According to a Los Angeles Times article from July 24, 1996 titled: Group Restores Historic Building. Maldef (The Mexican-American Legal Defense Fund) moved into the building in 1984 and then agreed to purchase the building in 1991 for $8.5 million dollars. Maldef still occupies two floors of the building and leases out the other floors.
Here’s the top of the building.
This is street level.
Photo taken from a parking lot across the street. I’ve lived in Los Angeles for more than 20 years and this is the first time I remember it raining in July. I took this picture while standing in the rain. I was hoping I wouldn’t get any rain drops on the lens because I was tilted up.
One of the security gates.
A light fixture inside the lobby.
The building’s elevator doors. Very understated.
This is to the right of the entrance.
This is to the left of the entrance. I like that metal detail.
From Architectural Record. It looks so 1930s; like a movie set. I expect Irene Dunne or Katherine Hepburn or Carol Lombard to pull up in a car and step out.
They must have taken this photo from a building down the street and from one of the upper floors.
An Architectural Record photo of the elevator from 1932.
Los Angeles City Hall done in collaboration with Albert C. Martin and John C. Austin.
200 N. Spring Street
A rendering from American Architect around the time of construction.
This image is from Western Architect. Look how small Spring Street is in the photo.
I went on a tour of City Hall. I took this shot in the morning before the tour. The photo has a hazy morning look to it.
I was standing in the building’s courtyard — looking west.
A more expansive view from the same location. The shadow on the left side of the photo is from the building itself.
The front door. I think it should be bigger considering the size of the building. The doors should be as big as the Wizard’s door in the The Wizard of Oz. Just sayin’.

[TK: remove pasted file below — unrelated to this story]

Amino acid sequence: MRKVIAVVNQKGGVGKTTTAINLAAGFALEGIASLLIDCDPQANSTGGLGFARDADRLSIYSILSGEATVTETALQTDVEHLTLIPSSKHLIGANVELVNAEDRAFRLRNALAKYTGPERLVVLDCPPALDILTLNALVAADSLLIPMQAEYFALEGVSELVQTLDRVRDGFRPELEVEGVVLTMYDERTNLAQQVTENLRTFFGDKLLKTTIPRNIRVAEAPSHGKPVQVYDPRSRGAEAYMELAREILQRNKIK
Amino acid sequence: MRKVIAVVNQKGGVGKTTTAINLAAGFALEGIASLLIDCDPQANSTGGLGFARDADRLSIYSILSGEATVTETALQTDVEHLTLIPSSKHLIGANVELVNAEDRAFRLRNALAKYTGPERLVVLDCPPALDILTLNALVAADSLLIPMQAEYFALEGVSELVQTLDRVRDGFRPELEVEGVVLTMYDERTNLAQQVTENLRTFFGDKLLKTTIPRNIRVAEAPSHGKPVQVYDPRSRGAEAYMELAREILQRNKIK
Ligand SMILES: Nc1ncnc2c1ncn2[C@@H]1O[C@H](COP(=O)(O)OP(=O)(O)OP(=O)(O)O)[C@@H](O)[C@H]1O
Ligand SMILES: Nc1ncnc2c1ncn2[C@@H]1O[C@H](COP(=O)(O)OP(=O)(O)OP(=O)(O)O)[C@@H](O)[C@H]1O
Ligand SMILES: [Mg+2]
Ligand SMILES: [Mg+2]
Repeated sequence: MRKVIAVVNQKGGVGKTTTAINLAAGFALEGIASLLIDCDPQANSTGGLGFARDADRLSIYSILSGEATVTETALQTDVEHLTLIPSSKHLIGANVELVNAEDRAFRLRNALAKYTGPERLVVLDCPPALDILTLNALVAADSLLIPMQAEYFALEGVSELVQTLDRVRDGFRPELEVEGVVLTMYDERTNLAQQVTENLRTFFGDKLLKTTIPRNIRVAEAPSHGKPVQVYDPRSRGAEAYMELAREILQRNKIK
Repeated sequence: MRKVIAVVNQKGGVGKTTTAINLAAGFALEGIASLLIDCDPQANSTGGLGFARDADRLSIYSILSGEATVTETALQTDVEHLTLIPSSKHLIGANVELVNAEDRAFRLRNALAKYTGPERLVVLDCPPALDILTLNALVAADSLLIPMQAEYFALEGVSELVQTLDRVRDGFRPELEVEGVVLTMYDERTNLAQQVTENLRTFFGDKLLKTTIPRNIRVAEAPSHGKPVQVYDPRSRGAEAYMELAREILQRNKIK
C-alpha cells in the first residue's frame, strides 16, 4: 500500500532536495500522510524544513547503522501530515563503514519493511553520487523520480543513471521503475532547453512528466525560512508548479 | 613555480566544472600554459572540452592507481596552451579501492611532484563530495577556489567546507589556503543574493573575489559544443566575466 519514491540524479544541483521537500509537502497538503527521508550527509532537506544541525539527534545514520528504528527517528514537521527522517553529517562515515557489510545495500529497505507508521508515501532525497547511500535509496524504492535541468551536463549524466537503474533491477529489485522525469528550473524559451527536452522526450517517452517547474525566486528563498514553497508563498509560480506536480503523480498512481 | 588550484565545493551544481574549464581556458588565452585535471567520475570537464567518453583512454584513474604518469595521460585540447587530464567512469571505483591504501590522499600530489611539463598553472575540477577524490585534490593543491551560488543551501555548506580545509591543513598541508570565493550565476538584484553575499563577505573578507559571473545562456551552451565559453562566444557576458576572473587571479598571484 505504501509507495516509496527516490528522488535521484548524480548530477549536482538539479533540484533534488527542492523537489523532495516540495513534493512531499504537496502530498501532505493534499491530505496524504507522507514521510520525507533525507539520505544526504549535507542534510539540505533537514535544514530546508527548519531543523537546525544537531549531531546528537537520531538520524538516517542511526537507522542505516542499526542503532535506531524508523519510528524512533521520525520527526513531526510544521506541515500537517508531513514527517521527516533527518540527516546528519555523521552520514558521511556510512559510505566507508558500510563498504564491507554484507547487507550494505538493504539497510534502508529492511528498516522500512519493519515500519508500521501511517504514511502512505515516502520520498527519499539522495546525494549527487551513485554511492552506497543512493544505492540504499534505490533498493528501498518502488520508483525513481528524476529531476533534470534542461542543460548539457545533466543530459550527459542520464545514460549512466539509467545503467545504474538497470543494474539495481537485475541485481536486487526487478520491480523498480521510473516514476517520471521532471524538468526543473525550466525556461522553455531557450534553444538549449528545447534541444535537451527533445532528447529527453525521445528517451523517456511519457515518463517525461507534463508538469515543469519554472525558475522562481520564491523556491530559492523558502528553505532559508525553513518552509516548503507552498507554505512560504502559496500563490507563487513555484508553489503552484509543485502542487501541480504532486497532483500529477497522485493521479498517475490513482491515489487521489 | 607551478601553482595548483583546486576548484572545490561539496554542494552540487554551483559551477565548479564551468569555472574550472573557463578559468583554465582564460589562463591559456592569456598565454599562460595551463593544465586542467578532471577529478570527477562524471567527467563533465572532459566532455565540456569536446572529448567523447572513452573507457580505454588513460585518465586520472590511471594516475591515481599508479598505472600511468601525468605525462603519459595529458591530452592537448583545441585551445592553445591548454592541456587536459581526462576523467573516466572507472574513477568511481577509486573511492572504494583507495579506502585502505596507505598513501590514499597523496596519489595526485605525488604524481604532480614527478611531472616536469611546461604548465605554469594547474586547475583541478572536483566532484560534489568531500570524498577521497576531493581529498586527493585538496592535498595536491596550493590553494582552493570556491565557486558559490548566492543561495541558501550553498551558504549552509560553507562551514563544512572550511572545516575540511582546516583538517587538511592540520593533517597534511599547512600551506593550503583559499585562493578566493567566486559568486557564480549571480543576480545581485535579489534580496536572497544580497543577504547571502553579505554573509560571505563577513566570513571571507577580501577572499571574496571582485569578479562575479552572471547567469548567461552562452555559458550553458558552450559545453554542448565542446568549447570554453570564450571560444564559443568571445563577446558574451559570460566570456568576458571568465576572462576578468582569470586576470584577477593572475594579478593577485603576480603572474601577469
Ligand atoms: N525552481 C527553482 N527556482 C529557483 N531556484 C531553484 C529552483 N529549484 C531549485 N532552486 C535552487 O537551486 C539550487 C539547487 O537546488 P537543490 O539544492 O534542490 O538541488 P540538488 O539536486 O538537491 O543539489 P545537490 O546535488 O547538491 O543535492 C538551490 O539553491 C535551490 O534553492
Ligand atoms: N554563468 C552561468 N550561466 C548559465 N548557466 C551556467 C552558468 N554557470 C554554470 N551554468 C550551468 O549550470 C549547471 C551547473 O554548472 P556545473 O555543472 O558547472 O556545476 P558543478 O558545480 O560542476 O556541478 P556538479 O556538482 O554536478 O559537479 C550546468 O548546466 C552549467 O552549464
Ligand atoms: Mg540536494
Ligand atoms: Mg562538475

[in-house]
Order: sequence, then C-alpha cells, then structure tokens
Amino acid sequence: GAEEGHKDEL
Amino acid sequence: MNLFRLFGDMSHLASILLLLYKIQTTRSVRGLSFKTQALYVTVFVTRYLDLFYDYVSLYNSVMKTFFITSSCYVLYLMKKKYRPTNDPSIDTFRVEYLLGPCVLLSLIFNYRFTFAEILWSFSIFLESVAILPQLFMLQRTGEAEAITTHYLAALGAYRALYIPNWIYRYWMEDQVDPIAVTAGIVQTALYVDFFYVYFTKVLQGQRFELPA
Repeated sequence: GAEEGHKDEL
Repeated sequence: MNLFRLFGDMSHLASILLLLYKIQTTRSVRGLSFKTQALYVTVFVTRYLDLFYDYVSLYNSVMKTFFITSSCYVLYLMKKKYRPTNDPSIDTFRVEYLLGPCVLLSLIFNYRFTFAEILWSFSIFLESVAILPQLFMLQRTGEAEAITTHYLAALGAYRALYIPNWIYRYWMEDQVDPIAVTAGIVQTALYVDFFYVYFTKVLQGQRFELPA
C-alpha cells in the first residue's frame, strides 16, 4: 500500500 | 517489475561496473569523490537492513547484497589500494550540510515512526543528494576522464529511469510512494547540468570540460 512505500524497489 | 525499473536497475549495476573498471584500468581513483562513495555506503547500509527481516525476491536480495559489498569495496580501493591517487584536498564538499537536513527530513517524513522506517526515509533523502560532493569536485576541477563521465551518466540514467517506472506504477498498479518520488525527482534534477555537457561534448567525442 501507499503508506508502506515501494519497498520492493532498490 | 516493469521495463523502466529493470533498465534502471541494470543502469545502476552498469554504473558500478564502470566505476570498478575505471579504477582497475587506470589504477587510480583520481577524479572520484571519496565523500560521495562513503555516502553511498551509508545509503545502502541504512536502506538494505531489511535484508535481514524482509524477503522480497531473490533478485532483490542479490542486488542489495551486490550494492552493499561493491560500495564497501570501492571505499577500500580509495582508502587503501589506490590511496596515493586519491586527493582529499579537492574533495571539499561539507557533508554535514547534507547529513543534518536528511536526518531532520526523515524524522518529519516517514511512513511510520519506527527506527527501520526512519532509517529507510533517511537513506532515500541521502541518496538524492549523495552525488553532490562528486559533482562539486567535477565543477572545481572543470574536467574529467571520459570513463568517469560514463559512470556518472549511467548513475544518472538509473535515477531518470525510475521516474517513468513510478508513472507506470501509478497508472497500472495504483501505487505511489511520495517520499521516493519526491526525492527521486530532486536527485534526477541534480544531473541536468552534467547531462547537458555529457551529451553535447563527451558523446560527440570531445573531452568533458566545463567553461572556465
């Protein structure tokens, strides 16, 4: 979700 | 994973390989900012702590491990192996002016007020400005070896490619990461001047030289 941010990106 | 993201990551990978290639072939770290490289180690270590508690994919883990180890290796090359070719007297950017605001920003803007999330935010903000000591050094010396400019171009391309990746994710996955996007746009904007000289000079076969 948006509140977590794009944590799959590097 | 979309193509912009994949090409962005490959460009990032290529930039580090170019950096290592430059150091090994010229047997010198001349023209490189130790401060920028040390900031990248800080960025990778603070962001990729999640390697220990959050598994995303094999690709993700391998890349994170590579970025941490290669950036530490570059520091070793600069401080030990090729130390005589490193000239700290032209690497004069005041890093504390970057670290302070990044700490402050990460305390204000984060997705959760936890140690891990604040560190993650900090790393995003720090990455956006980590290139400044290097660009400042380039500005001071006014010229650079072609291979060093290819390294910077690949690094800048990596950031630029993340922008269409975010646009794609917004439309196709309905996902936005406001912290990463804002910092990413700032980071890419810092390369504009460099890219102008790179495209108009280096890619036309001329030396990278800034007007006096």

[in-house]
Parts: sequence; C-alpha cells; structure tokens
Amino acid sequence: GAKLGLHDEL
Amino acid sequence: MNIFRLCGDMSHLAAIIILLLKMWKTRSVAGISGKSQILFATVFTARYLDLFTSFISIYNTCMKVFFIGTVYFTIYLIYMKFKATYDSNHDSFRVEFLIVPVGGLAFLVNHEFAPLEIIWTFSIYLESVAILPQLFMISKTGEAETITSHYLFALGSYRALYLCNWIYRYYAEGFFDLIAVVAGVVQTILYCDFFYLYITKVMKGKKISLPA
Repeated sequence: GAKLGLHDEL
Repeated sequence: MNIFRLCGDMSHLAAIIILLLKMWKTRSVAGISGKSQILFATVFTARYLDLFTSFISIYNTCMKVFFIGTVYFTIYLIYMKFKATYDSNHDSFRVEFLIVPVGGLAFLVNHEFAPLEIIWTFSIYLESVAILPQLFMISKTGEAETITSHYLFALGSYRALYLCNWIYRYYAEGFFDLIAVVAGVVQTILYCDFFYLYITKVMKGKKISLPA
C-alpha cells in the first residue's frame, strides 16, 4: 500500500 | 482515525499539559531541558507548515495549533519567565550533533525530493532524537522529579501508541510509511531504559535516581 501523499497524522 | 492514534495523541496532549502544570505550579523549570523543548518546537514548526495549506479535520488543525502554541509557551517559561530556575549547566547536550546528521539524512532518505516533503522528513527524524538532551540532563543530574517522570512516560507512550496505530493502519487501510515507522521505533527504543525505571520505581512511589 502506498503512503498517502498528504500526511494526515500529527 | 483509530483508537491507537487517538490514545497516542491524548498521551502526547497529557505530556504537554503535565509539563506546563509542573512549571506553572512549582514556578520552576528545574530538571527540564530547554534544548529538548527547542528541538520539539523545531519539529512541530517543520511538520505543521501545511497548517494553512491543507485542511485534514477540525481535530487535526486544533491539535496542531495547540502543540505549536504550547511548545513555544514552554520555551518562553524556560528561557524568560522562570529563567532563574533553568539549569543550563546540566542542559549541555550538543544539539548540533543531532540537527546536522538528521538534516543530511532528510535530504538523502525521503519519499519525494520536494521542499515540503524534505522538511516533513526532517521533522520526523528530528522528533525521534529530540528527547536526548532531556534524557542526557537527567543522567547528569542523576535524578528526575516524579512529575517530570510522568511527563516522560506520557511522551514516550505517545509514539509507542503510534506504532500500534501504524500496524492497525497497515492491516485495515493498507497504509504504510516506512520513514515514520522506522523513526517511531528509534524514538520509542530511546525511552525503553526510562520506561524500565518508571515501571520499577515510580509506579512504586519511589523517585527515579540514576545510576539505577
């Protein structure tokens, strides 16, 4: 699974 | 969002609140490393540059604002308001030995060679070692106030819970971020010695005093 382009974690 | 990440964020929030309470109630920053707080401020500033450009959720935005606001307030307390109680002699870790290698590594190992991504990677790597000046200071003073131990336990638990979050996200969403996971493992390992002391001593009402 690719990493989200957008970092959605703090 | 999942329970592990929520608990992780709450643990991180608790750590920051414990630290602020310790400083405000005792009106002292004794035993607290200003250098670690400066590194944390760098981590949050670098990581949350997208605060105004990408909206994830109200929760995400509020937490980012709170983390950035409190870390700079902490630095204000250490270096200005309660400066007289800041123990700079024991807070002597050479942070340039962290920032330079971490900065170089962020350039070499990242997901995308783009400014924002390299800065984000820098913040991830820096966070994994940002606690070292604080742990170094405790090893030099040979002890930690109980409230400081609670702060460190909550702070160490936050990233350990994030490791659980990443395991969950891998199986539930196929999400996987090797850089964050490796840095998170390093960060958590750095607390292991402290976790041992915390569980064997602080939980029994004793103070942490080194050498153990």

Western Architect has a nice shot of the front door.
Looking toward the front door.
This is inside the front door.
Identical hallways go to the north and south of the building.
Above the center rotunda is this light fixture.
A close up on the light fixture.
This is on the floor of the rotunda.
On the north side of the building is this artwork above the staircase. (Down one of those long hallways.)
This is above the south staircase. Shouldn’t it be naked women? Wouldn’t that make logical sense? Maybe, my mind is too symetrical?
It’s Mercury but I don’t know who the woman is. She’s riding Pegasus. This is above the bank of elevators on the main (3rd) floor.
The door to the city clerk’s office. The bear is a nice touch.
This amazing ceiling is outside the clerk’s office door.
The City Council Chamber was locked but this room was open.
Here’s part of the room.
This is behind the benches in the first photo.
The City Council Chamber?
Part of the mayor’s office.
On one of the upper floors there’s an exhibit of mayoral portraits. It contains portraits of all the mayors of Los Angeles since 1851. This is George E. Cryer. He was mayor when the present city hall was built. He’s right out of The Great Gatsby.
The only other mayoral photo I took was of this guy because I liked the way he looked. His name was Henry T. Hazard and he was mayor from 1889-1892. I’d vote for him.
There was a surprise for me on the tour. The lady tour guide, who reminded me of George Jefferson’s mother on The Jeffersons, said, “Now, let’s go up to the Observation Deck.” My response was, “What?” I didn’t know there was an observation deck. This is the view of the entrance to the Observation Deck when the elevator doors opened.
From the observation deck looking toward Bunker Hill.
Looking west. That’s the Department of Water building straight ahead and you can see Frank Gehry’s Disney Hall at 11 o’clock.
Looking northeast. That’s Union Station.
One of the columns.
This shot was taken with my back against the wall and shooting straight up.
A plaque on the observation deck.
The back of the building.
City Hall on a stereo-optic card.
Union Station: Parkinson and Parkinson
700-888 N. Alameda Street.
It’s very modern looking but opened in 1939.
The information booth near the entrance.
This is above the entrance.
South of the information booth is this walkway to the old Fred Harvey restaurant. I’m a fan of the Judy Garland movie The Harvey Girls and I have the song The Atchison, Topeka and the Santa Fe on my iPod. It’s a great song.
The old ticketing area (north of the information booth) which isn’t used anymore.
The waiting area. Looking west toward the front door.
It’s art deco seating.
This clock is above a doorway that leads to an outside patio.
The way to the trains.
John Parkinson’s obit from Architect and Engineer, January 1936.
The Currier Building, mentioned in the above obit, is one of the first buildings John Parkinson designed in Los Angeles.